Nintendo's chief is determined to get right the launch of its next game machine, Wii U, set for this year's holiday shopping season, and acknowledged Friday some mistakes with selling its 3DS handheld.
But Nintendo Co. President Satoru Iwata warned earnings for the fiscal year set to begin April will be the toughest ever for the Japanese manufacturer behind the Super Mario and Pokemon games.
Iwata's remarks come a day after it lowered its annual earnings forecast to a 65 billion yen ($844 million) loss, much larger than the 20 billion yen ($260 million) loss projected earlier. It posted a 77.62 billion yen profit the previous fiscal year.
Iwata blamed the strong yen, which erases overseas earnings, as well as the arrival of smartphones and other devices that offer gaming.
The higher yen slashed nearly 54 billion yen ($701 million) from the company's operating profit for the April-December period.
"I can see how the red ink may be perceived as abnormal," Iwata told analysts and reporters at a Tokyo hotel. "The environment has changed."
The failure of the 3DS handheld, which offers three-dimensional imagery, to take off with enough momentum during the last quarter of 2011 was one of the main reasons for the dismal results, according to Iwata.
The 3DS has gradually started to sell better, but it took a price cut in August. It still lacks a strong lineup of attractive software games, a key factor for a machine to succeed in a big way.
Iwata vowed the company will be better prepared when it introduces the Wii U home console during the 2012 year-end shopping season for a strong comeback.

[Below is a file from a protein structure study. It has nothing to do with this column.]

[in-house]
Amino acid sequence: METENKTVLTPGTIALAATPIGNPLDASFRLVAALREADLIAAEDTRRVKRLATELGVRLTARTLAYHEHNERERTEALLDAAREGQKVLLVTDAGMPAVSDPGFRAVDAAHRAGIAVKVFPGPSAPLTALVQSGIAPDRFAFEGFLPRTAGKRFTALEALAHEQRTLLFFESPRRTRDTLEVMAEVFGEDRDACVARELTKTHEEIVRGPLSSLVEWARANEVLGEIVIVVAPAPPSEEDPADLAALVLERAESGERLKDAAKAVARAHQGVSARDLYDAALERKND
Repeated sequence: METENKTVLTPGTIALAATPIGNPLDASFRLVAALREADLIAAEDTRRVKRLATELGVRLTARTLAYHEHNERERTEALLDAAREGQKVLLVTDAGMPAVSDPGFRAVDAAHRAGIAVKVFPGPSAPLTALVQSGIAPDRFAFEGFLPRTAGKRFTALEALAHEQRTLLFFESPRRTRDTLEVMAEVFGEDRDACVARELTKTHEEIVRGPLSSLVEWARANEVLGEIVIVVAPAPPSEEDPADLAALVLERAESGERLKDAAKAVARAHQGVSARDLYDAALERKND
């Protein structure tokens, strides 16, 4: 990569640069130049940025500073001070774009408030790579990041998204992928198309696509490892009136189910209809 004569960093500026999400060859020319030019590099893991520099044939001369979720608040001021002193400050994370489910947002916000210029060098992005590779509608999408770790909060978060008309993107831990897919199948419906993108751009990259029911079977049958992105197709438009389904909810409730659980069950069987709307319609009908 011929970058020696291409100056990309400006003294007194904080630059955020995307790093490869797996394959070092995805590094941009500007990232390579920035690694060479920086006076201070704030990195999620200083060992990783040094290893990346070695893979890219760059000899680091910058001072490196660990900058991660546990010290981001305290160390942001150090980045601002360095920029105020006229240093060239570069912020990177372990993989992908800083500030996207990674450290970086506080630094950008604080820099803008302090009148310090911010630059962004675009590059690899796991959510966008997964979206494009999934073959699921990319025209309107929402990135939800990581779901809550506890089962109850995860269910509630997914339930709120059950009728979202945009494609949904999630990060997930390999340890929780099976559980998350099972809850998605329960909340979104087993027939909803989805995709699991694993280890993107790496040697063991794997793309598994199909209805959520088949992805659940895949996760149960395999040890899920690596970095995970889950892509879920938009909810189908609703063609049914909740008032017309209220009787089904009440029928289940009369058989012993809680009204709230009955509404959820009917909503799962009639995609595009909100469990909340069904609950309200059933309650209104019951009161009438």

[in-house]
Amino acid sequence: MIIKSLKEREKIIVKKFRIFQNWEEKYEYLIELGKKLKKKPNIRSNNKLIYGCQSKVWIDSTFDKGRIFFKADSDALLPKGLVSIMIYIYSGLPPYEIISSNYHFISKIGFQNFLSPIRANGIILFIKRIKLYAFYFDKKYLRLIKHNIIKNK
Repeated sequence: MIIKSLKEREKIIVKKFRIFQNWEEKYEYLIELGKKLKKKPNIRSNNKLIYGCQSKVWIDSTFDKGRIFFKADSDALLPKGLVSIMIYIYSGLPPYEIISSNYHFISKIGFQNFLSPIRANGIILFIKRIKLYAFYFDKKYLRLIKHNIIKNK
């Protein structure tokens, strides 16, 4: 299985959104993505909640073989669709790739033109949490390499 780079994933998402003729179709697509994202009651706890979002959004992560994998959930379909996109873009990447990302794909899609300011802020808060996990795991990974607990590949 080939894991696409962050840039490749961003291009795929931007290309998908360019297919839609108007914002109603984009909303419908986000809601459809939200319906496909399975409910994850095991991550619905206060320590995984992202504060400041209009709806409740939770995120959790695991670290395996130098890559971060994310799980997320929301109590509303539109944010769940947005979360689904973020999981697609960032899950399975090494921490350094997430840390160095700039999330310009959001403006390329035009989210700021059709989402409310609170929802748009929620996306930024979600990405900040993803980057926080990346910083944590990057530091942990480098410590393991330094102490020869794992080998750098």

He declined to give details such as pricing or what the software games available at that time might be.
But he said the Wii U will come with a strong game lineup at the launch as well as secure and safe Internet services that will offer players individual accounts.
The Wii U will come with new ways of playing that will almost make the term "home console" obsolete, Iwata said. It will also offer mobile gaming. The machine has a touch-panel controller.
Nintendo has long competed against rival game makers, such as Sony Corp. and Microsoft Corp. These days, all face the threat from hit devices like the iPad and iPhone from Apple Inc. that also offer games.
Iwata's comments also showed Nintendo is growing less cautious about the Internet, which in the past it had brushed off as mainly for hard-core gamers.
Kyoto-based Nintendo has built its reputation on making games fun to play for casual and newcomer players.
"We are going to put to use our bitter experience with the 3DS," said Iwata.